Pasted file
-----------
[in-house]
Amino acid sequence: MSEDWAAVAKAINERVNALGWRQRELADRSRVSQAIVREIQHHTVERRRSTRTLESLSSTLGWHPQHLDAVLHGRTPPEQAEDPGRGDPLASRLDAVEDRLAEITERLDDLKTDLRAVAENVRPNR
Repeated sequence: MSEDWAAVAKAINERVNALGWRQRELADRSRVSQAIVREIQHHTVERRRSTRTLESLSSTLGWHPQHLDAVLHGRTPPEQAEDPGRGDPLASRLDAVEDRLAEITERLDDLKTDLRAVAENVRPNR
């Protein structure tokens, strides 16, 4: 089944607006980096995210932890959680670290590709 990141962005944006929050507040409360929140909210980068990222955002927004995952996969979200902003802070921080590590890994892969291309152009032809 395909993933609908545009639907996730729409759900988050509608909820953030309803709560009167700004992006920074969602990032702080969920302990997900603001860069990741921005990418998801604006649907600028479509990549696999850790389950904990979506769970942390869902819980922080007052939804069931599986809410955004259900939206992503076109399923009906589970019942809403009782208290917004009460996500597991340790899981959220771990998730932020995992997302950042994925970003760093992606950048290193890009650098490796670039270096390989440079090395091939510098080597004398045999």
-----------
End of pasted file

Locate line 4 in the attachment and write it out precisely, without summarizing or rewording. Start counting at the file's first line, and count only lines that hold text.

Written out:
């Protein structure tokens, strides 16, 4: 089944607006980096995210932890959680670290590709 990141962005944006929050507040409360929140909210980068990222955002927004995952996969979200902003802070921080590590890994892969291309152009032809 395909993933609908545009639907996730729409759900988050509608909820953030309803709560009167700004992006920074969602990032702080969920302990997900603001860069990741921005990418998801604006649907600028479509990549696999850790389950904990979506769970942390869902819980922080007052939804069931599986809410955004259900939206992503076109399923009906589970019942809403009782208290917004009460996500597991340790899981959220771990998730932020995992997302950042994925970003760093992606950048290193890009650098490796670039270096390989440079090395091939510098080597004398045999």